US Senator Bob Menendez indicted on bribery charges

Prosecutors accuse Menendez and his wife of corruption, including using top Democrat’s power to influence policy to benefit Egypt.

US Senator Bob Menendez
Bob Menendez has been in the US Senate since 2006 and is the chair of the influential Senate Committee on Foreign Relations [File: Julia Nikhinson/Reuters]

Top United States Senator Bob Menendez and his wife have been charged with bribery, as prosecutors accused the pair of accepting bribes for a range of corrupt acts, including influencing foreign policy for the benefit of Egypt.

The US Attorney’s Office in Manhattan on Friday accused Menendez and his wife Nadine of accepting hundreds of dollars in bribes in connection to their relationship with three New Jersey businessmen.

“Those bribes included cash, gold, payments toward a home mortgage, compensation for a low-or-no-show job, a luxury vehicle, and other things of value,” the indictment read.

A search of the couple’s home turned up $100,000 in gold bars and $480,000 in hidden cash, prosecutors said.

Menendez and his wife face three criminal counts each: conspiracy to commit bribery, conspiracy to commit honest services fraud and conspiracy to commit extortion under colour of official right.

In a statement after the charges were made public, Menendez said he was the subject of an “active smear campaign”. He also accused prosecutors of making false claims about him and his wife and suggested opponents could not “accept that a first-generation Latino American” might serve with integrity in the US legislature.

“They have misrepresented the normal work of a Congressional office,” the statement said. “On top of that, not content with making false claims against me, they have attacked my wife for the longstanding friendships she had before she and I even met.”

Menendez, the 69-year-old chair of the influential US Senate Committee on Foreign Relations, had previously been charged in New Jersey with accepting private flights, campaign contributions and other bribes from a wealthy patron in exchange for official favours.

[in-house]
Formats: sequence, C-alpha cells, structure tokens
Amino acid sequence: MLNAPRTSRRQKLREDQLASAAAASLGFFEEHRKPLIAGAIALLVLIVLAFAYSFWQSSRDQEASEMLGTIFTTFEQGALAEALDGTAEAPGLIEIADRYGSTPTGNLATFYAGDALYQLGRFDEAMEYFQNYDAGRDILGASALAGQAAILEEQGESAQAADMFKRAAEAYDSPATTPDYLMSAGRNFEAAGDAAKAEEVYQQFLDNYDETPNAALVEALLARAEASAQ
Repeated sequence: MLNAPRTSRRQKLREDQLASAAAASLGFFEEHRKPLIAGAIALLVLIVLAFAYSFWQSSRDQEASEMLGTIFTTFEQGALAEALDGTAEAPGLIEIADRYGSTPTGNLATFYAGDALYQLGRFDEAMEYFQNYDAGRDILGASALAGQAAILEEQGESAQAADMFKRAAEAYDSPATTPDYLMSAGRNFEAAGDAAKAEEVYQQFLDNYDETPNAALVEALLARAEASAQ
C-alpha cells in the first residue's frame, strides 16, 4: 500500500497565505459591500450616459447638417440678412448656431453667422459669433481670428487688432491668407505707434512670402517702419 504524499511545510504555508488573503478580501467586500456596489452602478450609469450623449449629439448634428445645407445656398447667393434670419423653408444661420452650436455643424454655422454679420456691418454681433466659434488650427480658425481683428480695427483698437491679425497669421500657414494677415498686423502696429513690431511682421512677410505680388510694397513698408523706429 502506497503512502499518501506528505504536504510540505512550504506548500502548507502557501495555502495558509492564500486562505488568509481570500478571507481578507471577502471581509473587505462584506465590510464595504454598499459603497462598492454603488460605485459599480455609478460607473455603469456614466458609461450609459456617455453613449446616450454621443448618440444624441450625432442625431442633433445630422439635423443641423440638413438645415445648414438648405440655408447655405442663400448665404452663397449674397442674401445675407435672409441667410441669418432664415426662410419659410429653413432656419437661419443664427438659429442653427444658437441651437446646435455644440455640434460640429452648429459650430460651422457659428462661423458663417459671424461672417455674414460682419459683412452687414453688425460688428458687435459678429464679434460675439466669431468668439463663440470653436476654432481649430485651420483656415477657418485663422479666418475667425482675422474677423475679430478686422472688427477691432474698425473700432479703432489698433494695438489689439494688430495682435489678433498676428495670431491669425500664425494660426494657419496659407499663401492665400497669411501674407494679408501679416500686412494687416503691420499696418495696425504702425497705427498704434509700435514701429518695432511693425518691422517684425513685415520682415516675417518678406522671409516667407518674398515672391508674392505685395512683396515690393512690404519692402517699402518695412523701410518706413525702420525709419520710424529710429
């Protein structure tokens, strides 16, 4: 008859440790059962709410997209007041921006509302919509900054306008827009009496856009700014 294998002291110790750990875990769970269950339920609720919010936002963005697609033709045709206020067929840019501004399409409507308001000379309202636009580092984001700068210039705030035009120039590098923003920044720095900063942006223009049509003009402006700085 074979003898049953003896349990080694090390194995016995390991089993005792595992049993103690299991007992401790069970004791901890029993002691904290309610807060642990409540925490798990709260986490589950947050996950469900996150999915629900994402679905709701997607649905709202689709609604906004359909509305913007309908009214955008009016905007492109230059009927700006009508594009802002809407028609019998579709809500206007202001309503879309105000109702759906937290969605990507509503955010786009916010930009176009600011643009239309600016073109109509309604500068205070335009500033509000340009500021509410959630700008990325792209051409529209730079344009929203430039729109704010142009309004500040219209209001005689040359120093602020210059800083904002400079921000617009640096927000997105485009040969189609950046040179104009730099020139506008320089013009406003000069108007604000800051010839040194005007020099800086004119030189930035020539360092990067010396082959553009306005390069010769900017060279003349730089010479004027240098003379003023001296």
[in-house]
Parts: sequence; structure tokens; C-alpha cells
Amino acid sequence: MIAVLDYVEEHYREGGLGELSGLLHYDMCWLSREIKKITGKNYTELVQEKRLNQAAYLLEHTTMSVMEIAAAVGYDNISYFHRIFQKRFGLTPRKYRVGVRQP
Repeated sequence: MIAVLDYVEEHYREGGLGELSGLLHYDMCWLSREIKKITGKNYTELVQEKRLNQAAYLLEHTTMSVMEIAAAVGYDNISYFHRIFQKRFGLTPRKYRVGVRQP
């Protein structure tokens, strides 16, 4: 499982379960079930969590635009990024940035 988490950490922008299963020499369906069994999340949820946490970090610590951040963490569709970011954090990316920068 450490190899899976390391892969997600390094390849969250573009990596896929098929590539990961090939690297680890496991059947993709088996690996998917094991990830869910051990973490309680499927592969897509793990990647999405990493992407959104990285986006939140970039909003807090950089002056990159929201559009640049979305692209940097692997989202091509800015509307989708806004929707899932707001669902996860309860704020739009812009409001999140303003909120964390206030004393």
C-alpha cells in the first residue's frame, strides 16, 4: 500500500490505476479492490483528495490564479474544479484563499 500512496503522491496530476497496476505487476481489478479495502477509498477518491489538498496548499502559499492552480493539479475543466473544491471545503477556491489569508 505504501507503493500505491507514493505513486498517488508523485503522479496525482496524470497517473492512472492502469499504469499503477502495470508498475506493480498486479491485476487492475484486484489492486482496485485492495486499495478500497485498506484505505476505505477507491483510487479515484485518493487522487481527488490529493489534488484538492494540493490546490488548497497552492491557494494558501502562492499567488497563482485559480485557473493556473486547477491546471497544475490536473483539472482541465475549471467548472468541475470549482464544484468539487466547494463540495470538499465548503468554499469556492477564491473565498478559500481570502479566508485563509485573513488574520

However, a 2017 trial ended in a jury deadlock. The senator cited his past legal woes in his statement on Friday.

“To my supporters, friends and the community at large, I ask that you recall the other times the prosecutors got it wrong and that you reserve judgement,” he said.

Menendez, who has been in the US Senate since 2006, appears to be the first sitting senator in US history to have been indicted on two unrelated criminal allegations, according to a list maintained by the Senate Historical Office.

Menendez faces re-election next year in a bid to extend his three-decade career in Washington. Democrats hold a narrow majority in the Senate.

Menendez first publicly disclosed that he was the subject of a new federal investigation last October. Prosecutors declined at the time to comment, but some details of their investigation emerged in news reports and court records.

They are seeking to have Menendez forfeit assets including his New Jersey home, a 2019 Mercedes-Benz and about $566,000 in cash, gold bars and funds from a bank account.

The businessmen — Wael Hana, Jose Uribe and Fred Daibes — were also charged in the scheme.

Prosecutors said Hana, who is originally from Egypt, arranged dinners and meetings between Menendez and Egyptian officials in 2018, during which the officials pressed the senator about the status of US military aid.

In exchange, Hana put Nadine Menendez on his company’s payroll, prosecutors said.

Egypt, at the time, was one of the largest recipients of US military aid, but the Department of State had withheld $195m in 2017 and cancelled an additional $65.7m until the country could demonstrate improvements in human rights and democracy.

At a meeting in 2018, Menendez told Hana nonpublic information about the status of the aid, prosecutors said. Hana then texted an Egyptian official, “The ban on small arms and ammunition to Egypt has been lifted,” according to the indictment made public on Friday.

Reporting from Washington, DC, on Friday afternoon, Al Jazeera correspondent Heidi Zhou-Castro said that the accusations are “startling and wide-reaching”.

“Menendez is one of the most powerful Democrats in Congress,” she explained.

The crux of the indictment, she said, was that “Menendez shared sensitive and nonpublic information with the Egyptians, including staffing at the US embassy in Cairo and the status of US military aid to Egypt”.

In a statement on Friday, the president of the Citizens for Responsibility and Ethics in Washington (CREW), an ethics watchdog, called on Menendez to resign.

“The stain of corruption continuously taints Menendez,” said the group’s president, Noah Bookbinder.

“Menendez deserves a fair trial and a presumption of innocence on these latest charges, but it is not appropriate for him to remain in office,” he said. “Out of respect for the institution of the Senate, he must step down.”

Source: Al Jazeera and news agencies